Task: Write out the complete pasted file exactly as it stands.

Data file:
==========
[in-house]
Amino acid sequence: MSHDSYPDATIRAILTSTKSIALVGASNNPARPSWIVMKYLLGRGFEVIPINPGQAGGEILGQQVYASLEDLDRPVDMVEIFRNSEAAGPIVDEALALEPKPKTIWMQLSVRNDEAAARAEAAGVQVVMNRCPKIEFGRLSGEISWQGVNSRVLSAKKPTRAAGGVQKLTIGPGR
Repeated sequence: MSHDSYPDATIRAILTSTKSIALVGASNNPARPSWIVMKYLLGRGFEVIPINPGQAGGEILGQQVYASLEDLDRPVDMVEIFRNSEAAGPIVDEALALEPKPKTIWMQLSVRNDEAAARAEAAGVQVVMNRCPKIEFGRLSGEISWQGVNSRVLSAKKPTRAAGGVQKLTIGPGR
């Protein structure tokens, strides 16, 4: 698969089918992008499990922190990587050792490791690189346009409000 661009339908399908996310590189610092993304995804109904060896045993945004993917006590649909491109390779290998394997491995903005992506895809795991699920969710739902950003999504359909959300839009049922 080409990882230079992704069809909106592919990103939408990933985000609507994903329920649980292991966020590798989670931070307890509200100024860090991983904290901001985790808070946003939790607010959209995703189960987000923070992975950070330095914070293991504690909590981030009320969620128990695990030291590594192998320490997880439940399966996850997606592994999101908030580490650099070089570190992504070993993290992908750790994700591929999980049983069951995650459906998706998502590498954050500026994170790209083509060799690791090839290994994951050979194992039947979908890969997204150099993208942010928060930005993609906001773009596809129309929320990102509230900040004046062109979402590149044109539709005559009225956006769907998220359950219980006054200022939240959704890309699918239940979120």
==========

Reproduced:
[in-house]
Amino acid sequence: MSHDSYPDATIRAILTSTKSIALVGASNNPARPSWIVMKYLLGRGFEVIPINPGQAGGEILGQQVYASLEDLDRPVDMVEIFRNSEAAGPIVDEALALEPKPKTIWMQLSVRNDEAAARAEAAGVQVVMNRCPKIEFGRLSGEISWQGVNSRVLSAKKPTRAAGGVQKLTIGPGR
Repeated sequence: MSHDSYPDATIRAILTSTKSIALVGASNNPARPSWIVMKYLLGRGFEVIPINPGQAGGEILGQQVYASLEDLDRPVDMVEIFRNSEAAGPIVDEALALEPKPKTIWMQLSVRNDEAAARAEAAGVQVVMNRCPKIEFGRLSGEISWQGVNSRVLSAKKPTRAAGGVQKLTIGPGR
């Protein structure tokens, strides 16, 4: 698969089918992008499990922190990587050792490791690189346009409000 661009339908399908996310590189610092993304995804109904060896045993945004993917006590649909491109390779290998394997491995903005992506895809795991699920969710739902950003999504359909959300839009049922 080409990882230079992704069809909106592919990103939408990933985000609507994903329920649980292991966020590798989670931070307890509200100024860090991983904290901001985790808070946003939790607010959209995703189960987000923070992975950070330095914070293991504690909590981030009320969620128990695990030291590594192998320490997880439940399966996850997606592994999101908030580490650099070089570190992504070993993290992908750790994700591929999980049983069951995650459906998706998502590498954050500026994170790209083509060799690791090839290994994951050979194992039947979908890969997204150099993208942010928060930005993609906001773009596809129309929320990102509230900040004046062109979402590149044109539709005559009225956006769907998220359950219980006054200022939240959704890309699918239940979120």